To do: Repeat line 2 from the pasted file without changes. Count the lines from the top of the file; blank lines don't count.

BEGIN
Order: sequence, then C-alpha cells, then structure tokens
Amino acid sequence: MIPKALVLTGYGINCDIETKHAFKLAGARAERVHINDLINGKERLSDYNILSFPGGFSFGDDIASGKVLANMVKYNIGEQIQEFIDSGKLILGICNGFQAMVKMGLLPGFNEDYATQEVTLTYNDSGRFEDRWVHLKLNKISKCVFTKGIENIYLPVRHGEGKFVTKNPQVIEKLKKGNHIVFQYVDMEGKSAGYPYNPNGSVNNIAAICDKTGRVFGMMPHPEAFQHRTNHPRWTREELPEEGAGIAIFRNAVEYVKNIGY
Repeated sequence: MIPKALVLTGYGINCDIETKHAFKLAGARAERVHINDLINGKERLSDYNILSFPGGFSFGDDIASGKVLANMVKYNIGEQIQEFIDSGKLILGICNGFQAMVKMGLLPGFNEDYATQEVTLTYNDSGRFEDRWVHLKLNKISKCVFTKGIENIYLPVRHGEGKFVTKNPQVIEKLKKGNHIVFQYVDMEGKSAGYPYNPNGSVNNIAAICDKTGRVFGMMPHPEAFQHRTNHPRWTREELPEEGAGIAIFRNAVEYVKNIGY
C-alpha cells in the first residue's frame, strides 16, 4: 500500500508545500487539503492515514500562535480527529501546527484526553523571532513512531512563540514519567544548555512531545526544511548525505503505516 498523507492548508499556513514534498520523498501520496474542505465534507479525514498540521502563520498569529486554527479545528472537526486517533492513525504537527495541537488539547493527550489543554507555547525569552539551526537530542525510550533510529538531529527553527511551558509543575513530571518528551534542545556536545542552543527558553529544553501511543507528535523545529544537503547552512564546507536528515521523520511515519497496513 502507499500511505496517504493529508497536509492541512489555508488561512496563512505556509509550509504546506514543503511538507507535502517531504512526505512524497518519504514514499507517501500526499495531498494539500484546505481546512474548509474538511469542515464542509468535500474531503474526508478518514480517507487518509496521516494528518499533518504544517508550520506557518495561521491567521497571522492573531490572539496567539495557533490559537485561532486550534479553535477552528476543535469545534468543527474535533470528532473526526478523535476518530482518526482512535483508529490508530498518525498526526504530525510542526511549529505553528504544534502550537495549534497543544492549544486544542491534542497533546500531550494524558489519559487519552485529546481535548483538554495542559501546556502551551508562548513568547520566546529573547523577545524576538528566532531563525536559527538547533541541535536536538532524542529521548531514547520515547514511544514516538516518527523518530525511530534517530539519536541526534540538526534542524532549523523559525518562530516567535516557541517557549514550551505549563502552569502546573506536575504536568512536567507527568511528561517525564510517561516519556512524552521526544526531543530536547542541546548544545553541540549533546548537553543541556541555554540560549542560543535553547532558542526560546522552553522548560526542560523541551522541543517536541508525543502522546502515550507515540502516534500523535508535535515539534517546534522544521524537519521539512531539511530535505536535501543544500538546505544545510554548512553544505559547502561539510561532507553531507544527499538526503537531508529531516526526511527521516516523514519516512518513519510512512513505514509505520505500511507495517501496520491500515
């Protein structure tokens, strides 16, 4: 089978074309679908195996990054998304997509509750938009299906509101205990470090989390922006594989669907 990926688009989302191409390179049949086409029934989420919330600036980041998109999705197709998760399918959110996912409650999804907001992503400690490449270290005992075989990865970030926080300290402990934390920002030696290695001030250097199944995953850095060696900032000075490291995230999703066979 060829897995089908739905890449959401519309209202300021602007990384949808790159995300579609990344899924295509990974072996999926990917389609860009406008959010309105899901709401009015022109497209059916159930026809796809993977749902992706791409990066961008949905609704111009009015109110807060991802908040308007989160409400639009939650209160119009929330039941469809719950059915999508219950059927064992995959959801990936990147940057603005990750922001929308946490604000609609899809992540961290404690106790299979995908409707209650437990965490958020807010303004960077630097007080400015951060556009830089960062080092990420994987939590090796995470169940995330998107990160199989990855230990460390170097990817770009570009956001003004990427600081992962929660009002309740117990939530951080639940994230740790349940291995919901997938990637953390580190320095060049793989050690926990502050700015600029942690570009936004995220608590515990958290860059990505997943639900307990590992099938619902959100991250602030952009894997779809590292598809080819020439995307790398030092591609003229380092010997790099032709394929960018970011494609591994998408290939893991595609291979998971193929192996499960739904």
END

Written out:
Amino acid sequence: MIPKALVLTGYGINCDIETKHAFKLAGARAERVHINDLINGKERLSDYNILSFPGGFSFGDDIASGKVLANMVKYNIGEQIQEFIDSGKLILGICNGFQAMVKMGLLPGFNEDYATQEVTLTYNDSGRFEDRWVHLKLNKISKCVFTKGIENIYLPVRHGEGKFVTKNPQVIEKLKKGNHIVFQYVDMEGKSAGYPYNPNGSVNNIAAICDKTGRVFGMMPHPEAFQHRTNHPRWTREELPEEGAGIAIFRNAVEYVKNIGY